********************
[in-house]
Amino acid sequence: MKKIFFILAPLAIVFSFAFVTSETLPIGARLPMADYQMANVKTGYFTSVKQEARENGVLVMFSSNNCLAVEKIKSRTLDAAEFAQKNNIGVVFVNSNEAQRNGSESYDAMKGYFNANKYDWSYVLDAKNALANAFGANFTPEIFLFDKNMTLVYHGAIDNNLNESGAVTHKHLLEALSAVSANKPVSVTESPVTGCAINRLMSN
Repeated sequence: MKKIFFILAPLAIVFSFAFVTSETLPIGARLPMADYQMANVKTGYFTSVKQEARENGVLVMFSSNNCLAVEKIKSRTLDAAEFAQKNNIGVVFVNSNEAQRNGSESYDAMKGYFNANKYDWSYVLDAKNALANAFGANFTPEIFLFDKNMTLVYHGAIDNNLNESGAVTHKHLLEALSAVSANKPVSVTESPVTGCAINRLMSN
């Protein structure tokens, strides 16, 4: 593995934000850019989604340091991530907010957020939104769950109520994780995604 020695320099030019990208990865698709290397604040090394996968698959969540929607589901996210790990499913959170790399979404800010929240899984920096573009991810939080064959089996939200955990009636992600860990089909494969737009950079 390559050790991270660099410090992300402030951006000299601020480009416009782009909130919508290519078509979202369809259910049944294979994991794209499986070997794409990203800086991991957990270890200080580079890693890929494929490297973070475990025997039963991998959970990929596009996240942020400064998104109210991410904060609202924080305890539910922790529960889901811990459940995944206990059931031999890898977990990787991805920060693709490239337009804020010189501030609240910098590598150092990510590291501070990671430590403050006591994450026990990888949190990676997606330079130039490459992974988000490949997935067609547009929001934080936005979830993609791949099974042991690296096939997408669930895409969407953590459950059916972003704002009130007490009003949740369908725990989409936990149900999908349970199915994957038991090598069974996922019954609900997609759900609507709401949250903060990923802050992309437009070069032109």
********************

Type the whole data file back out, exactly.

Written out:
[in-house]
Amino acid sequence: MKKIFFILAPLAIVFSFAFVTSETLPIGARLPMADYQMANVKTGYFTSVKQEARENGVLVMFSSNNCLAVEKIKSRTLDAAEFAQKNNIGVVFVNSNEAQRNGSESYDAMKGYFNANKYDWSYVLDAKNALANAFGANFTPEIFLFDKNMTLVYHGAIDNNLNESGAVTHKHLLEALSAVSANKPVSVTESPVTGCAINRLMSN
Repeated sequence: MKKIFFILAPLAIVFSFAFVTSETLPIGARLPMADYQMANVKTGYFTSVKQEARENGVLVMFSSNNCLAVEKIKSRTLDAAEFAQKNNIGVVFVNSNEAQRNGSESYDAMKGYFNANKYDWSYVLDAKNALANAFGANFTPEIFLFDKNMTLVYHGAIDNNLNESGAVTHKHLLEALSAVSANKPVSVTESPVTGCAINRLMSN
């Protein structure tokens, strides 16, 4: 593995934000850019989604340091991530907010957020939104769950109520994780995604 020695320099030019990208990865698709290397604040090394996968698959969540929607589901996210790990499913959170790399979404800010929240899984920096573009991810939080064959089996939200955990009636992600860990089909494969737009950079 390559050790991270660099410090992300402030951006000299601020480009416009782009909130919508290519078509979202369809259910049944294979994991794209499986070997794409990203800086991991957990270890200080580079890693890929494929490297973070475990025997039963991998959970990929596009996240942020400064998104109210991410904060609202924080305890539910922790529960889901811990459940995944206990059931031999890898977990990787991805920060693709490239337009804020010189501030609240910098590598150092990510590291501070990671430590403050006591994450026990990888949190990676997606330079130039490459992974988000490949997935067609547009929001934080936005979830993609791949099974042991690296096939997408669930895409969407953590459950059916972003704002009130007490009003949740369908725990989409936990149900999908349970199915994957038991090598069974996922019954609900997609759900609507709401949250903060990923802050992309437009070069032109």